With the recent increase of exemption limits of duty-free products that a Canuck can bring back from abroad,Canadian retailers are forced to compete with their American counterparts to try to keep the price-conscious Canucks from going down south of the border to spend their money to bolster the US economy instead of the Canadian economy.

But some experts think that all this Black Friday hype in Canada will eventually fizzle down. With the influx of some American retail stores already setting up shop here in Canada,bringing with them the same promotions and strategies that they show in the U.S., the need to go down south will die down to a degree.

Seriously, I doubt it and it remains to be seen how price regulation in Canada will continue. Even if an American store sets up shop here, if they’re going to be bound by  Canadian tax regulation similar to the Canadian stores, then it’ll still be expensive to shop at that American store which opened on Canadian soil.

Therefore,Canadian retail and taxation need to be evaluated further for any possible reform if they want to be at par with their American counterparts.

Today’s reality is that the Canuck will always look for the best deal whether here or outside Canada. Saving a few extra dollars will always take top priority as much as possible.

By the way, since today’s Saturday, it’s also known as Small Business Saturday wherein during this start of the Christmas shopping season, we’re being encouraged to support small and independently-owned stores(known as “mom and pop’ stores) by patronizing their business so as to boost the local economy. It emphasizes the need for small business owners to survive in this crucial time and not only the big box stores.

Happy shopping!

Josie

It all started last year by Walmart on US Thanksgiving Night. It opened its doors to the public at 10 pm to start the annual X’mas shopping season than on the usual Black Friday. It started as  a trial run to see how the public responded at the risk of stoking the ire of folks who treasure the sanctity of observing Thanksgiving Day.

Many Walmart employees had to modify their Thanksgiving  plans with family and friends so as to report to work while the rest of the populace had to decide whether to linger over their festive meal and personal time with family and friends or to leave their homes early so as to be among the first to get the greatest Thanksgiving bargains that they can on that auspicious night.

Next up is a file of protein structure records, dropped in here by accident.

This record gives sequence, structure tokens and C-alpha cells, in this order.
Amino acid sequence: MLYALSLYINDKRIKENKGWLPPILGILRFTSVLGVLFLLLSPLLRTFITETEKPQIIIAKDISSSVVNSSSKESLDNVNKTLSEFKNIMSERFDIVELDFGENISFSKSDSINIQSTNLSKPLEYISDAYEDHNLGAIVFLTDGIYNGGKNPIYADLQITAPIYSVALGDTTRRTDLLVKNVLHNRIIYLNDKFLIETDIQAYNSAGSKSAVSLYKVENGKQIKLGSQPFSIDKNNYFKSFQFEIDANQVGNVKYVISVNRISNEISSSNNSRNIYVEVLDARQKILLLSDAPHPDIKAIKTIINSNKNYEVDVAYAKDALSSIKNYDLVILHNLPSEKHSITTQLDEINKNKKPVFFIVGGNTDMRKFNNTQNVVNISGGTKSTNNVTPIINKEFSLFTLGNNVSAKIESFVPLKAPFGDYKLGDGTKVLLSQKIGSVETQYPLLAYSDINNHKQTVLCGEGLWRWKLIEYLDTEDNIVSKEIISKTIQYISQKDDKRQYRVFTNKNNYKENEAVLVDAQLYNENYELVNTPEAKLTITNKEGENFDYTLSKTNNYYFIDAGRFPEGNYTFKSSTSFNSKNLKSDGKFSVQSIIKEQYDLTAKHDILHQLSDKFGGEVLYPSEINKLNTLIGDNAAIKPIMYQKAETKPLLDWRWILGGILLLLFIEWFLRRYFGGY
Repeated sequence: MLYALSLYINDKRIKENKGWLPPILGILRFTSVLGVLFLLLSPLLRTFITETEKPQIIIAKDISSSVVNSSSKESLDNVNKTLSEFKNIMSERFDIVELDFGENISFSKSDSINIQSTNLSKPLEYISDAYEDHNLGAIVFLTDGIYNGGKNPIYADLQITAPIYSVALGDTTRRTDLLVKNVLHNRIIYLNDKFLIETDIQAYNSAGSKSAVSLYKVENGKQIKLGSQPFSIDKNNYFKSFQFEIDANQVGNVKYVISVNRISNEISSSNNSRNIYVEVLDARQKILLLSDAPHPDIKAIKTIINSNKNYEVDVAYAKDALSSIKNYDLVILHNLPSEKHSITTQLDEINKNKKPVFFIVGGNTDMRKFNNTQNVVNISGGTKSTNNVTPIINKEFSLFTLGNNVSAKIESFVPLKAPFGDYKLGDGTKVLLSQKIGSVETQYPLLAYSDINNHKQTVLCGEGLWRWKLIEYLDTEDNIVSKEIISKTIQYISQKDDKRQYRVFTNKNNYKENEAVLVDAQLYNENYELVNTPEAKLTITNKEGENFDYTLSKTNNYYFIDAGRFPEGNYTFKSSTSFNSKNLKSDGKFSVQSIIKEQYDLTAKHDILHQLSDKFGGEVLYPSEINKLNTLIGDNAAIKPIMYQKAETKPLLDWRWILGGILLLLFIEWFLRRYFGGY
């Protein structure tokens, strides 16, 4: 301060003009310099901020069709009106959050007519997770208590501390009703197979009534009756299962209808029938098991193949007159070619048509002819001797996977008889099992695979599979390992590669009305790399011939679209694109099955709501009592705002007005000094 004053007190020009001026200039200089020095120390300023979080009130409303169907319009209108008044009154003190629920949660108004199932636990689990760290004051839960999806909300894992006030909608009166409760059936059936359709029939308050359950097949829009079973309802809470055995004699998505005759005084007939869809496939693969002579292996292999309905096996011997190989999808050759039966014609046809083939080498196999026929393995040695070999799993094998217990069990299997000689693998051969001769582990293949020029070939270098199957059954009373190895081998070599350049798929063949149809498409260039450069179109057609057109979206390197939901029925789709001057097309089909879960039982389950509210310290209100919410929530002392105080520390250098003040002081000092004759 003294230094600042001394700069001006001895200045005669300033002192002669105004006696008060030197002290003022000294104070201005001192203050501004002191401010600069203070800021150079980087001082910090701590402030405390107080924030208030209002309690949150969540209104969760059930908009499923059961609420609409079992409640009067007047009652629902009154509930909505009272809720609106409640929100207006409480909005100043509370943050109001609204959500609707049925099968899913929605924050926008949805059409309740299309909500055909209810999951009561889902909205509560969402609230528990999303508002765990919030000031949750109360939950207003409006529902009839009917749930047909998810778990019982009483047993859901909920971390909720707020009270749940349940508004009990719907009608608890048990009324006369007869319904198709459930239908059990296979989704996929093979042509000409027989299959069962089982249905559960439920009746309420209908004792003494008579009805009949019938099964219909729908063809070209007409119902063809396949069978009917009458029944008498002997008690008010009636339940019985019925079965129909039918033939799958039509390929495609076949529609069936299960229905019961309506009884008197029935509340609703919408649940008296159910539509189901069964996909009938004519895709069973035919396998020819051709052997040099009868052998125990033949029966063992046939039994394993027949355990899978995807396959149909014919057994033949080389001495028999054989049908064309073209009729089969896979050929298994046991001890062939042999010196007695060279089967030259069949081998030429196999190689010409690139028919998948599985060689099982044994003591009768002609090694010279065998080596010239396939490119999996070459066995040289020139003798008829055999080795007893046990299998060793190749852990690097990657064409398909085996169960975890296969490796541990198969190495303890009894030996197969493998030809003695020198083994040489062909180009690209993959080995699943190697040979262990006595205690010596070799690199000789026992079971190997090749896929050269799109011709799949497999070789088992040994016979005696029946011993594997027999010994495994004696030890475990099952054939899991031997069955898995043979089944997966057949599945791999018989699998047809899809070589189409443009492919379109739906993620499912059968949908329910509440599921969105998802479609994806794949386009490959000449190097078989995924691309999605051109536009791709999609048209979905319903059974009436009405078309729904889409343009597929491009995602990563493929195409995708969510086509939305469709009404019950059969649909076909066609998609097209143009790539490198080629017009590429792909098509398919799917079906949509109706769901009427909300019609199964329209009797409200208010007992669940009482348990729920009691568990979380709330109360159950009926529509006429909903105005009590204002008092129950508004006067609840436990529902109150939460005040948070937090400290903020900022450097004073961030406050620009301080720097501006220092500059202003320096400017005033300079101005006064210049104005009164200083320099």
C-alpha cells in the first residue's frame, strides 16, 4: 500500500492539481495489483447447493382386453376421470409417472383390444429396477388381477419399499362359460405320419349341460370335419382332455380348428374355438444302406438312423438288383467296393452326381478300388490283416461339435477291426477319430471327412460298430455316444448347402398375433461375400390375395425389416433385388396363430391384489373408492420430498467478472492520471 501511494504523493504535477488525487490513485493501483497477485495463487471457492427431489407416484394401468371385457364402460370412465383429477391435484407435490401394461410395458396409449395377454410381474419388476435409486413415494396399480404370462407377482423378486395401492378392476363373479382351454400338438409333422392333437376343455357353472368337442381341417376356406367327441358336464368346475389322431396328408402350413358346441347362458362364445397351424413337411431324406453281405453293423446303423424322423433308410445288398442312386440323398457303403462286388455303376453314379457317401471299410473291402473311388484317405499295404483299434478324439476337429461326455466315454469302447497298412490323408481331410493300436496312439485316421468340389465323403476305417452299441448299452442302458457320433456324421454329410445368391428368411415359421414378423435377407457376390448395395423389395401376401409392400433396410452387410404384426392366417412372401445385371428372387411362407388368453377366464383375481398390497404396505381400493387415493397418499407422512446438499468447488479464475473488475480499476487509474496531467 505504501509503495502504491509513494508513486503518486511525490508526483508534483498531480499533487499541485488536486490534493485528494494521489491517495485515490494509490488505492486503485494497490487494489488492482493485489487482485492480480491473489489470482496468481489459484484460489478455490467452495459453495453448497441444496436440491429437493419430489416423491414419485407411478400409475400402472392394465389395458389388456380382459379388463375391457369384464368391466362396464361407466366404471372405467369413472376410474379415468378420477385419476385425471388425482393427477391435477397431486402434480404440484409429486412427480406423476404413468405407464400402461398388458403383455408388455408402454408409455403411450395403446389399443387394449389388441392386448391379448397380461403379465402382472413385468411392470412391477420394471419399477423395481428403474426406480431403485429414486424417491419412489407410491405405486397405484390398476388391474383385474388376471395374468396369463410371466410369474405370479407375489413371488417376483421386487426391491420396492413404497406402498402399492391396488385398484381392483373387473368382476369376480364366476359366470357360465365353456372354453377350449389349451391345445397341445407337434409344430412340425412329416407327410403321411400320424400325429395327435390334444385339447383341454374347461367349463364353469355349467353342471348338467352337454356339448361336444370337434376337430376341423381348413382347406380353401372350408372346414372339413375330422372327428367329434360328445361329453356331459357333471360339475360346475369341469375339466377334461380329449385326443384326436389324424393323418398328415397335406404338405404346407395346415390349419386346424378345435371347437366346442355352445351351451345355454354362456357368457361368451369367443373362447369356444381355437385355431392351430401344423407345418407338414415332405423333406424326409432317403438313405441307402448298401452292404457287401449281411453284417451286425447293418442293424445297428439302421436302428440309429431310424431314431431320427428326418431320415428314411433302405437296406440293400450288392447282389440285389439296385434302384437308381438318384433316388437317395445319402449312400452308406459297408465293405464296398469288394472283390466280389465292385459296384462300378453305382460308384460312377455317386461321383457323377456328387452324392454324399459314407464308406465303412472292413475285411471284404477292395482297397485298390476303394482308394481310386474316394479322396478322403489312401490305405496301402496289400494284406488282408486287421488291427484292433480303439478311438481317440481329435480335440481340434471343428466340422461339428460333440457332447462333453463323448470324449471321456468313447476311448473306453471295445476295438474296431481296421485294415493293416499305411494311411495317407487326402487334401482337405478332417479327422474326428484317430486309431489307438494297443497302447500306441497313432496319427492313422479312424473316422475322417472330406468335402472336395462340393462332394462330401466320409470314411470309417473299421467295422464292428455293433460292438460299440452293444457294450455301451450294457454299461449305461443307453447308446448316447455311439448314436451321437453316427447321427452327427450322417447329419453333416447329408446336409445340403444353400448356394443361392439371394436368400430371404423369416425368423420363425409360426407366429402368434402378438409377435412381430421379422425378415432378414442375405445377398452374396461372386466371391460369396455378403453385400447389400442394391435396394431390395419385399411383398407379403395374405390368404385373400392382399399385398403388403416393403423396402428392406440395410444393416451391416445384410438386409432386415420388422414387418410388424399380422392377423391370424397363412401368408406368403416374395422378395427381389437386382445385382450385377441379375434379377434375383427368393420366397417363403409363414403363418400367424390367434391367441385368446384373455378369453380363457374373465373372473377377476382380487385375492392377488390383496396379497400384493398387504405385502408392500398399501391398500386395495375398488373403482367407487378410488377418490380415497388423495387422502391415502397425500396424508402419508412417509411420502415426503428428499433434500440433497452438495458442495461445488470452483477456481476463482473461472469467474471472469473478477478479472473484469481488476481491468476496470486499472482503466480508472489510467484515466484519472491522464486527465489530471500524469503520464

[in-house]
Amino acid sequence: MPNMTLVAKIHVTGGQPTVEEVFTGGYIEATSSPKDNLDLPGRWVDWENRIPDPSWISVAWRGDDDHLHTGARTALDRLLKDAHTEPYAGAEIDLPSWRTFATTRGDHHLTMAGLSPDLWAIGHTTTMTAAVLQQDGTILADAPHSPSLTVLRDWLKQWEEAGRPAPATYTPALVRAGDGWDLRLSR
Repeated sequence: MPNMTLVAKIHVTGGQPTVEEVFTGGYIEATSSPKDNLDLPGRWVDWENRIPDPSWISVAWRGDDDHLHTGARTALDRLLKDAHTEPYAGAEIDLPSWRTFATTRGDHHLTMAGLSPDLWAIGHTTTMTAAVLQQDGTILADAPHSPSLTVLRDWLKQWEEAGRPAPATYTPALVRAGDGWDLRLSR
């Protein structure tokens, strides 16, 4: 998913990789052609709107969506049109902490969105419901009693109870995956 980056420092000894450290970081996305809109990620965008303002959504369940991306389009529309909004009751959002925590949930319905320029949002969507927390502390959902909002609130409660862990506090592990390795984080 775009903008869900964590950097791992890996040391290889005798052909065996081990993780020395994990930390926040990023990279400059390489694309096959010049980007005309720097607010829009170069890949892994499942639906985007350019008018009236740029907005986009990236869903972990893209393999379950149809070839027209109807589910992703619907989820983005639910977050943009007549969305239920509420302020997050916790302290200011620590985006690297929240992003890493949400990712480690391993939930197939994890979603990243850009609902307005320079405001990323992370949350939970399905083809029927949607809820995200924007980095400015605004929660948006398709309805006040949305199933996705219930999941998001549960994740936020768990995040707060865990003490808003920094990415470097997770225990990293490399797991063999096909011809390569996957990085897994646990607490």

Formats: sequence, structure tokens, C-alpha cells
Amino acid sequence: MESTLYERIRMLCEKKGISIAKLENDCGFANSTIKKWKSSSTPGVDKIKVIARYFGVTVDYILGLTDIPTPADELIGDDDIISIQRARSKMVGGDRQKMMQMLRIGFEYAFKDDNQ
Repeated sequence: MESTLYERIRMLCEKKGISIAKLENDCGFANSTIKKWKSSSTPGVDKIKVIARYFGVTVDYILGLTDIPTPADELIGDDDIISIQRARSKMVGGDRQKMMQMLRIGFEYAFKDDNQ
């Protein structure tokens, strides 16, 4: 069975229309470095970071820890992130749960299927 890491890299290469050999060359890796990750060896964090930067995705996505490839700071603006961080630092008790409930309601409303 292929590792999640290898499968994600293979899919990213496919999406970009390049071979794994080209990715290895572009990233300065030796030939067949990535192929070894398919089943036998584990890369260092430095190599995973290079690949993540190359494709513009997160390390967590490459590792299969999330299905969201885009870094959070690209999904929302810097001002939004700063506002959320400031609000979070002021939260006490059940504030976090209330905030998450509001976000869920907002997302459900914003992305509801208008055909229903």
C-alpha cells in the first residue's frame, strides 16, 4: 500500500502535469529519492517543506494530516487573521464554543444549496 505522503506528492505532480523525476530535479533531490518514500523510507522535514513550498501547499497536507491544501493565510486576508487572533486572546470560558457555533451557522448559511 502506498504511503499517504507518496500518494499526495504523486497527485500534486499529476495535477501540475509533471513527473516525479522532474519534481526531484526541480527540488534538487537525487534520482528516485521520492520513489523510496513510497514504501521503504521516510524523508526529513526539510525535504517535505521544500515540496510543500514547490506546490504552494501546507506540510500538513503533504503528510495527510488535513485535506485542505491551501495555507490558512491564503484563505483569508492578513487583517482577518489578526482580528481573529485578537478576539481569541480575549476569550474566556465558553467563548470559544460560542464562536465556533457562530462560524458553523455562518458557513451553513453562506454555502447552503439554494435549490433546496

Well, it was a huge success for Walmart and it’s back again, together this time with other stores like Kmart,Sears,Target,the Gap and Toys-R-Us. In fact, days earlier, there were already long lines of people around these stores before today and even had plans to cook and eat their Thanksgiving meals right on the lineup. All for a great deal! My, oh, my! Such tenacity but I guess if one can and wants to do it, then so be it. To each his own. It’s a free country.

This is part of the new normal now–Black Thursday and is probably here to stay. Reason for its existence was for the retailer to grab early  the clientele from online retailers like Amazon,etc. but for sure, Amazon,et.al will find a way to outwit Walmart et al altogether. Talk about Ebenezer Scrooge not wanting to waste a day to make a profit!

It’s still a win-win for   the consumers since they’ll be bombarded with great sales prices considering the current worldwide economy right now.

Here in Canada,there’ll be Black Friday sales too but only because Canadian retailers don’t want us Canucks to go south for early X’mas shopping. Hmmm…there’s always online shopping with free shipping to boot. With the price of gas nowadays, it’s very important to take note of this.

Happy Thanksgiving to my American friends as well as happy shopping too!

Josie

Twinkies, known as the”Golden Sponge Cake with Creamy Filling” was invented in 1930  by James Alexander Dewar, a baker for the Continental Baking Company. This iconic American snack cake got its name from a St. Louis billboard–“Twinkle Toe Shoes”.

I wonder what Mr. Dewar would think if he knew that years later, his baking invention would cause an uproar these past few days as well as panic buying,hoarding and even scalping at eBay .

Twinkie’s manufacturer Hostess Foods,Inc. which is also the maker of Wonder Bread,Ho-Hos,etc, had filed for Chapter 11 bankruptcy protection in  January 2012, claiming that majority of their clientele have switched to healthy snacks. On Nov. 2012, it announced ceasing production of all Hostess Foods products especially after a current bakers’ strike at their plant had occurred due to grievances over pay and job benefit cuts.

In my opinion, I hope that another company would buy out Hostess Foods,Inc. so that the production of Twinkies and its counterparts would enjoy production longevity as well as continuing happiness for its American consumer fans. We can sometimes be emotionally attached to certain foods , you know, mon  ami especially if it evokes great memories.

To the  American Twinkies fan base, please take note….

Here in Canada, Twinkies are still being produced by  Vachon,Inc.,a subsidiary of Saputo Incorporated(a Montreal based company known for dairy especially cheese products). Vachon,Inc. owns the Canadian rights from Hostess Foods,therefore it isn’t affected by the impending closure of the U.S. plant.

So if you or any of your friends get a chance to drop by Canada, aside from getting a bottle of maple syrup, you might just also buy a box of Twinkies too.

I don’t know if there’s an actual Canadian online shopping website particularly for Twinkies purchases but I wouldn’t doubt if something would eventually come up by an enterprising soul in light of what has been happening with Hostess Foods–USA. The only other shopping website that I know is eBay.ca here in Canada but since it involves bidding, expect inflated pricing.

Bonjour!

Josie